New INTERPOL projects target waste crime
The world’s largest international police organisation, the International Criminal Police Organisation (INTERPOL), has launched two projects aimed at targeting the illegal trade and disposal of waste – one specifically aimed at e-waste, and another to target illegal shipments and dumping more generally.
The Countering WEEE Illegal Trade (CWIT) Project has been launched by INTERPOL to ‘conduct extensive research into the illegal e-waste market in Europe and provide technical and policy recommendations’.
According to the police body, the illegal trade and disposal of waste electrical and electronic equipment (WEEE) is ‘increasingly becoming a threat to global environmental health and security’. Indeed, it says that only around three of the estimated total of eight million tonnes of European WEEE was officially collected, treated and reported to authorities in 2010.
Problems arising from illegal transport and disposal include the absorption of hazardous substances, such as mercury, into the environment (which can also cause health problems) and the loss of valuable materials from markets, such as rare earth elements, gold, copper, and palladium.
Coordinated by a consortium of seven partner organisations (including WEEE Forum, Compliance and Risks, and the United Nations Interregional Crime and Justice Research Institute) and funded by the European Commission’s Seventh Framework Programme, the two-year CWIT project was launched in September 2013 to create a set of recommendations for the European Commission and law enforcement agencies to assist them in countering the illegal trade of e-waste.
The project targets three main groups – government policy actors, law enforcement agencies, and the electronics and WEEE industries – and aims to ‘identify the existing policy, regulatory, procedural and technical gaps which criminals exploit in order to illegally transport and dispose of e-waste, and to recommend solutions’.
Speaking of the project, David Higgins, Head of INTERPOL’s Environmental Crime Programme, said: “The diverse expertise brought together in the CWIT consortium will encourage a comprehensive and multidisciplinary examination of the illegal trade in e-waste.
“Cooperation across all sectors involved – including industry, law enforcement and policy makers – is essential to tackling this issue at its roots and will help ensure a more secure global environment and level economic playing field.”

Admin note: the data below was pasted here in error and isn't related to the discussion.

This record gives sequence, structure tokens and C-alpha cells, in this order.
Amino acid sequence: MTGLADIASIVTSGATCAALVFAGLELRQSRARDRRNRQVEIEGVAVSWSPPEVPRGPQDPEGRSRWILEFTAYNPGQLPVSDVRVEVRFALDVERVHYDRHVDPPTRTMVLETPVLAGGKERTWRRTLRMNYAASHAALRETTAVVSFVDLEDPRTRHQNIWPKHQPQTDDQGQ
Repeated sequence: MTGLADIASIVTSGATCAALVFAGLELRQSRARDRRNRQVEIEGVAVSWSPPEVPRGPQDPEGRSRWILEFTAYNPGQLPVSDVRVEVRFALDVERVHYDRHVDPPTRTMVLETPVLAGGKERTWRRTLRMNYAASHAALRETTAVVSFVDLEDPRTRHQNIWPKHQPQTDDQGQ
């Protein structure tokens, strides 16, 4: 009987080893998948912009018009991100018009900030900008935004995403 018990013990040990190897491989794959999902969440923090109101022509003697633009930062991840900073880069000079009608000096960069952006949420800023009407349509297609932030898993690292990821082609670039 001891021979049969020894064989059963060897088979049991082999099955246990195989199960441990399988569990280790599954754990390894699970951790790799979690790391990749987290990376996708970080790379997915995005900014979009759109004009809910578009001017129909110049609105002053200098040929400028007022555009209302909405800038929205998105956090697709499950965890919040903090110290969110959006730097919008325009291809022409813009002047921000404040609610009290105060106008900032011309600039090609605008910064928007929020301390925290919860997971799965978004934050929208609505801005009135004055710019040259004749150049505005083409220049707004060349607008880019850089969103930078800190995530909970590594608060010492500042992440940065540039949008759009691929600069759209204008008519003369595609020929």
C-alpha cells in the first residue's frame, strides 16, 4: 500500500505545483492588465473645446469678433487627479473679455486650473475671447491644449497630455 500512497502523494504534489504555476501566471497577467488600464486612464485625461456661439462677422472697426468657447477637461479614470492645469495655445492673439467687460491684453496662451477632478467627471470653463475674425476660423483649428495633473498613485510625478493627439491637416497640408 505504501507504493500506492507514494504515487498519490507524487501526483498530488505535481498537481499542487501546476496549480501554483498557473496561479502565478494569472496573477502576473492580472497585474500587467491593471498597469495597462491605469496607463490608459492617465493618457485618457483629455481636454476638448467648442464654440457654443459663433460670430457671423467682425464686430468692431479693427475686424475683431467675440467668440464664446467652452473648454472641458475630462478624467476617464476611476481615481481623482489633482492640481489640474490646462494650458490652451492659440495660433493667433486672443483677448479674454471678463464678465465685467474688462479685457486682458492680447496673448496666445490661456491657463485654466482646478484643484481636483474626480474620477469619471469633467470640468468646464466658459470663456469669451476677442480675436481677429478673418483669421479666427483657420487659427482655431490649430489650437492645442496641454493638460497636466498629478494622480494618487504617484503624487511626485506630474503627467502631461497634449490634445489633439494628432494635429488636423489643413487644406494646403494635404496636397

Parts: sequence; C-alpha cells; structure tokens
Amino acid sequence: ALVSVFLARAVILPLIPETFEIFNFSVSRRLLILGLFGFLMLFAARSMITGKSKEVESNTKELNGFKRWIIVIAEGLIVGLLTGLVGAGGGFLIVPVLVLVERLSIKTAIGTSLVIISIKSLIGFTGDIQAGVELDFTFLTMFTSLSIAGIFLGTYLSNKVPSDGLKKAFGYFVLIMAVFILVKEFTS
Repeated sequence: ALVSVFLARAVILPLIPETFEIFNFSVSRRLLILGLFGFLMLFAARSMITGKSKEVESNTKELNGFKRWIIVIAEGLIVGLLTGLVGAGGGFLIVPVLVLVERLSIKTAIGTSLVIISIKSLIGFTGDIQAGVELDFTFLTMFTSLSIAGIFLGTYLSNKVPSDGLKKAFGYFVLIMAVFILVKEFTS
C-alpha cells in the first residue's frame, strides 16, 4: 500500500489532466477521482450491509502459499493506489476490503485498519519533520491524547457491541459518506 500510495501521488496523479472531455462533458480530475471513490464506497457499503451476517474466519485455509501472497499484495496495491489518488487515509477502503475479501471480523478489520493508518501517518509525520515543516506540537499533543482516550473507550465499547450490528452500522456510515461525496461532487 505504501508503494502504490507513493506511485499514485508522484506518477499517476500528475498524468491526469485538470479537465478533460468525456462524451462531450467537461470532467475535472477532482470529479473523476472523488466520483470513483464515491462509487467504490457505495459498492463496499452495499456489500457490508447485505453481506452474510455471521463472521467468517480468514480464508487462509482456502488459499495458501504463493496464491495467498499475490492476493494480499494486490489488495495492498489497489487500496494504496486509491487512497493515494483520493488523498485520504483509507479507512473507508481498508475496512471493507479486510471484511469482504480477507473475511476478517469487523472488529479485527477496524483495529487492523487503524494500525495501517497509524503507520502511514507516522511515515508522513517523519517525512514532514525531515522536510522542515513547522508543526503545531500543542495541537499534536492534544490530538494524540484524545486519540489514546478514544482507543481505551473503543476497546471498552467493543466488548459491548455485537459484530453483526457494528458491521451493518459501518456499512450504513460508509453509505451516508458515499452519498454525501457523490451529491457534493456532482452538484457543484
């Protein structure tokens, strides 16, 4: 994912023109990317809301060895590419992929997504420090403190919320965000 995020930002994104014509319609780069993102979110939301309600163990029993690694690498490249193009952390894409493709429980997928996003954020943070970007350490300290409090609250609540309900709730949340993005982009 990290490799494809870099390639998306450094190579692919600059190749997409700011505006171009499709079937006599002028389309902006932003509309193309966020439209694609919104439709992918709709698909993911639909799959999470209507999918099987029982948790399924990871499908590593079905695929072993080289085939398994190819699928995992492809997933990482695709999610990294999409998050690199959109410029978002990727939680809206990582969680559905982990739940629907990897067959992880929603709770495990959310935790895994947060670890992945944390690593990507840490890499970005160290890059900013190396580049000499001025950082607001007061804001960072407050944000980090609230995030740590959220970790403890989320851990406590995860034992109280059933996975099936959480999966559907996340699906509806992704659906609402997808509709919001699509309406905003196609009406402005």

CWIT has also been charged with:
- estimating the volume of WEEE generated in Europe;
- assessing the type of companies involved in exporting e-waste;
- analysing the involvement of organised crime;
- developing a ‘detailed understanding of the destinations and routes used for illegal e-waste shipments’; and
- establishing a ‘platform for information exchange among the various actors involved in combating e-waste trade’.
Dr Jaco Huisman, Scientific Coordinator of the project, and Scientific Advisor to the United Nations University Institute for Sustainability and Peace, Sustainable Cycles (UNU-ISP SCYCLE), commented: “The e-waste challenge has many facets. Illegal shipment is just one aspect, and it causes substantial losses of valuable resources. At the same time, the illegal trade in e-waste leads to extreme pollution cases at local dump sites.
“CWIT will help to better understand the severity of these transborder movements and the role of companies and brokers involved in e-waste trading. This intelligence-based approach will assist us in creating substantially improved countermeasures.”
In tandem with CWIT, INTERPOL has also launched Project Eden, which will work on ‘building law enforcement capacity to detect illegal shipments and dumping sites’, and promote information sharing to help ‘identify and disrupt the criminal networks behind illicit trafficking in waste’.
Officially launched at the INTERPOL Environmental Compliance and Enforcement events in Kenya earlier this month, Project Eden co-ordinates work of the police, customs, port authorities and environmental and maritime law enforcement agencies to raise the profile of, and cut down on, the practice of transnational waste crime.
Interpol said the project was needed as waste crime, such as illegal shipments of waste, threatens ‘the quality of the global environment and [poses] a significant risk to human health, undermines international conventions, undercuts legitimate treatment facilities, and causes economic harm due to the loss of recoverable raw materials’.
Cees van Duijn, a Specialised Officer with INTERPOL’s Environmental Security Unit, explained: “The impact of pollution caused by the dumping and mishandling of waste is global, affecting the quality of our air, water and soil.
“Through Project Eden, INTERPOL will support its member countries in their efforts to implement national legislation and regulate the international movement of waste to ensure healthier local environments and help protect the overall integrity of our environment worldwide.”